Following two of the worst harvests in decades, the new McCain Potato Farmer Pledge campaign aims to help British farmers adapt to increasingly erratic weather
With much of the UK baking in near record high August temperatures, one of the country's leading food brands has today launched a major new campaign to help farmers adapt to escalating climate impacts.
McCains, the UK's largest manufacturer of frozen potato products, has unveiled the 'McCain Potato Farmer Pledge' backed by a £25m investment designed to help its supply chain better manage the impact of both climate change and the coronavirus crisis.
"British potato farmers have been hit immensely hard in recent years," said Howard Snape, regional president at McCain GB and Ireland. "Having faced a major drought and one of the wettest harvests on record, they've experienced two of the worst crops in 40 years. Added to that, without us honouring our contracts with growers and finding alternative outlets, they would have been left with a huge surplus of wasted potatoes due to COVID-19 shutting down the hospitality industry."
He added that the new investment would both help the potato industry prepare for projected changes to the climate and strengthen McCain's relationships with its suppliers. "However, we can't do this alone - to overcome the challenges facing growers, everyone needs to take the initiative to work collaboratively," Snape said. "It's why within our sector we're committed to working with farmers, customers, industry leadership groups and government to create a sustainable future for years to come."
The new campaign includes a grant funding scheme to help farmers invest in more sustainable irrigation systems and other emerging clean technologies, new multi-year incentives to reward farmers who continue to produce potatoes over the next three to five years, and enhanced sustainability-focused contracts.
McCain said the new contracts would improve prices on early season varieties to build greater flexibility into the farm-to-production system and reduce delays, while an Indexation Model aims to measure changes in costs of production to ensure fair and sustainable contract pricing for growers.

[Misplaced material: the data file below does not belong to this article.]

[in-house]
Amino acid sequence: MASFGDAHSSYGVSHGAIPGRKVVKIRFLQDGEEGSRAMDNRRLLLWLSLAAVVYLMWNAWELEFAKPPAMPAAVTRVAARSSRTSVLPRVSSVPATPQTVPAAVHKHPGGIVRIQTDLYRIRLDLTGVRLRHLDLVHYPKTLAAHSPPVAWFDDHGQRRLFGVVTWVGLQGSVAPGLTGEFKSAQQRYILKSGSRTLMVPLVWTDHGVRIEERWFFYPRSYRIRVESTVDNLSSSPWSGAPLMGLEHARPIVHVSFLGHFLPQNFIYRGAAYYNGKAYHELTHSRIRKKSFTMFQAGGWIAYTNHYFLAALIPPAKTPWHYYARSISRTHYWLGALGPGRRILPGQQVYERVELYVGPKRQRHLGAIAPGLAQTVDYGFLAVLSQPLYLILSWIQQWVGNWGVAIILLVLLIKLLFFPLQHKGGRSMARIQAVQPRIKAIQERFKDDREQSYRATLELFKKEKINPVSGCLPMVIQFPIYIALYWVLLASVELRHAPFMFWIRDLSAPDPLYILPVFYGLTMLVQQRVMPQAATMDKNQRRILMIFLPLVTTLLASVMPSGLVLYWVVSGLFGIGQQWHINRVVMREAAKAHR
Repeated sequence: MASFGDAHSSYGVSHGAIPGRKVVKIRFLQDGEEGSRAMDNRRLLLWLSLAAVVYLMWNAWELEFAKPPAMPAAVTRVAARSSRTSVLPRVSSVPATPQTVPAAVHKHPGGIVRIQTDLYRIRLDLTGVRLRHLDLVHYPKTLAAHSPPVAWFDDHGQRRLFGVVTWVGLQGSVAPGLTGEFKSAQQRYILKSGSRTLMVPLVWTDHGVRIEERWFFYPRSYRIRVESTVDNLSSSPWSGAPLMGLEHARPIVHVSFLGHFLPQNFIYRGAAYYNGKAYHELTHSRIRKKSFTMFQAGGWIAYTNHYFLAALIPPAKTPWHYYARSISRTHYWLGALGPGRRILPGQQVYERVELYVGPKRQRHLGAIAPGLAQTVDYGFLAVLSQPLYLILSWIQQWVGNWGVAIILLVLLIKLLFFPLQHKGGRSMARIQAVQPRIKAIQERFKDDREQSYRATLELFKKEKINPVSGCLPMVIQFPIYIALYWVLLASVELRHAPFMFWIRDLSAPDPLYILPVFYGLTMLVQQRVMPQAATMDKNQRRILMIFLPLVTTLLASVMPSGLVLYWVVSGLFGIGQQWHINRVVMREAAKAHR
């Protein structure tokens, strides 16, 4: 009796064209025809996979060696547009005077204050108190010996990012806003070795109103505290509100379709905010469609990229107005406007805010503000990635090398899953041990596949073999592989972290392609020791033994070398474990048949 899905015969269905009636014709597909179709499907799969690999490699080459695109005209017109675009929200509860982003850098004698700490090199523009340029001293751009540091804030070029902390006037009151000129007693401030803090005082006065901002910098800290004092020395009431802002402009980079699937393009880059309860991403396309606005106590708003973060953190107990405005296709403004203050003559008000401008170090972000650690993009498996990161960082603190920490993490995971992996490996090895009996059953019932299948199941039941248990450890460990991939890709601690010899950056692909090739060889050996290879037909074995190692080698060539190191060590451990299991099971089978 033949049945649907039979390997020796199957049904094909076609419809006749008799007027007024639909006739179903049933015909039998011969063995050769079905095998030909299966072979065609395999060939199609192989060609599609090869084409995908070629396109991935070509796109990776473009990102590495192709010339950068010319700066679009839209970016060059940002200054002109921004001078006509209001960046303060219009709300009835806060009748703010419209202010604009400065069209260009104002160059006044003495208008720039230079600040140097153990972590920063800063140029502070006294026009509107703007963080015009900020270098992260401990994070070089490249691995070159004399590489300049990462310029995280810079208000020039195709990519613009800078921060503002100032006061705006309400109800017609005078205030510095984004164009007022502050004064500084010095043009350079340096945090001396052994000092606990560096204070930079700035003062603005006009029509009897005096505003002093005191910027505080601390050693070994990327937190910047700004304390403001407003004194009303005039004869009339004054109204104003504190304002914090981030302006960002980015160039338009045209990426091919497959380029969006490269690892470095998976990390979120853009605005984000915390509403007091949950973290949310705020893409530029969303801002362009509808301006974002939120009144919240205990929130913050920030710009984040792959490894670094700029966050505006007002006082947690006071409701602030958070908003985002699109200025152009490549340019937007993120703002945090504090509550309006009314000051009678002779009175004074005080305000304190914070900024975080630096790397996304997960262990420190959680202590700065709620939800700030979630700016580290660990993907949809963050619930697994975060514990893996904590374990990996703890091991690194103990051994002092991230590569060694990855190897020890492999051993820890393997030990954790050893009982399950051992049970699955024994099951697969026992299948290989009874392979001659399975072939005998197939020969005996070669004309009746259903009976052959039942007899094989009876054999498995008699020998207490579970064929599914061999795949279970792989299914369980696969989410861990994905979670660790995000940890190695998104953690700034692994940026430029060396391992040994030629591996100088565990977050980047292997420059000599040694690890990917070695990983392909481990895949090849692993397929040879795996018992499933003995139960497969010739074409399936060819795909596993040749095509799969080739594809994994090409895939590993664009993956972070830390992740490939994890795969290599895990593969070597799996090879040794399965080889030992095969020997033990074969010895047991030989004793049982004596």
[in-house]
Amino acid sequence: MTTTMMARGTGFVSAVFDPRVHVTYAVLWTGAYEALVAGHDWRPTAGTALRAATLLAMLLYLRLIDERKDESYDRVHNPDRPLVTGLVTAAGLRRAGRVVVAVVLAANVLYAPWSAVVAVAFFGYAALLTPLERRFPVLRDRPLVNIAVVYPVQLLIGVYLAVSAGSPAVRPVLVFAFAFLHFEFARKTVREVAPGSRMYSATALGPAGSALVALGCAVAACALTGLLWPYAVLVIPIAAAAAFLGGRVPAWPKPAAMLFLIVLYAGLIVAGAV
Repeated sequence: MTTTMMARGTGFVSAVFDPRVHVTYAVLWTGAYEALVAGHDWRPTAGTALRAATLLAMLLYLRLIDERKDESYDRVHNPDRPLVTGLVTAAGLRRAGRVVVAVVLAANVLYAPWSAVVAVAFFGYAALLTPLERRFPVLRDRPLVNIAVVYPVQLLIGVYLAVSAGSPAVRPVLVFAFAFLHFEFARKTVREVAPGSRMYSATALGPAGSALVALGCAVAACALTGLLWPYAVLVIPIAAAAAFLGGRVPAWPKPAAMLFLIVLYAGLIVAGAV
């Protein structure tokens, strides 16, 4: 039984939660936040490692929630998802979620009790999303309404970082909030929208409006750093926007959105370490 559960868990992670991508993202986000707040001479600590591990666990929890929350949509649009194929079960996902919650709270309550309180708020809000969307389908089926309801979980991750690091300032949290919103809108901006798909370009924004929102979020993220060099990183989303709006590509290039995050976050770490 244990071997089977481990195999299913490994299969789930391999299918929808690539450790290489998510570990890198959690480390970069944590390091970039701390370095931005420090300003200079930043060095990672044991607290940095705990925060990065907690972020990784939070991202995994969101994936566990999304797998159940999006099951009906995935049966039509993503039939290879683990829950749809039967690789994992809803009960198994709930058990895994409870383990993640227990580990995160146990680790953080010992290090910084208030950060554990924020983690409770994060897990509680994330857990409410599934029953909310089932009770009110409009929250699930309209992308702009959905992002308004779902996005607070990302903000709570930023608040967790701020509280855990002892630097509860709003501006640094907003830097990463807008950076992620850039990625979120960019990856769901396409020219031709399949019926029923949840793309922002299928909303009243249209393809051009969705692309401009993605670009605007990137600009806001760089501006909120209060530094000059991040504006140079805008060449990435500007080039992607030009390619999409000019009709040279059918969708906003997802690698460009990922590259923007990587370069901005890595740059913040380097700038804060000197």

The campaign follows McCain's work to minimise food waste during the coronavirus lockdown by reallocating potato varieties normally earmarked for food service clients to retail product lines, donating surplus stock to food banks via a partnership with FareShare, and storing potato stock where possible.
It also builds on the company's existing 'Farms of the Future' initiative, which aims to promote regenerative farming practices that can enhance biodiversity and soil health.
"The last two years have seen two of the worst potato crops in the last 40 years and this paired with the impact of COVID- 19 has left our growers with a number of challenges including bad crops and surplus potatoes," said Daniel Metheringham, director of agriculture for McCain GB and Ireland. "McCain growers saw an average 18 per cent reduction in yield in 2018 and 16 per cent of our 2019 storage crop was still left in field. This Pledge is about doing all we can to help our growers and we can't thank them enough for all their work."
The initiative was welcomed by NFU President Minette Batters, who last year unveiled a wide-ranging new strategy for the farming sector to deliver net zero emissions by 2040 and bolster climate resilience across the industry.
"Following two seasons of extreme weather impact followed by Covid-19 market disruption, growers need all the support they can get to have the confidence to grow into the future," she said. "We're therefore pleased to see McCain taking a leadership position and providing this much needed investment opportunity and making a commitment to support their growers, and we look forward to working with McCain to help ensure that British potato production has a strong and sustainable future."
McCain is one of a number of leading food brands to step up investment in enhancing the climate resilience of their supply chains. For example, earlier this year Lucozade Ribena Suntory launched a new £500,000, five year research programme to identify more climate resilient blackcurrant varieties.
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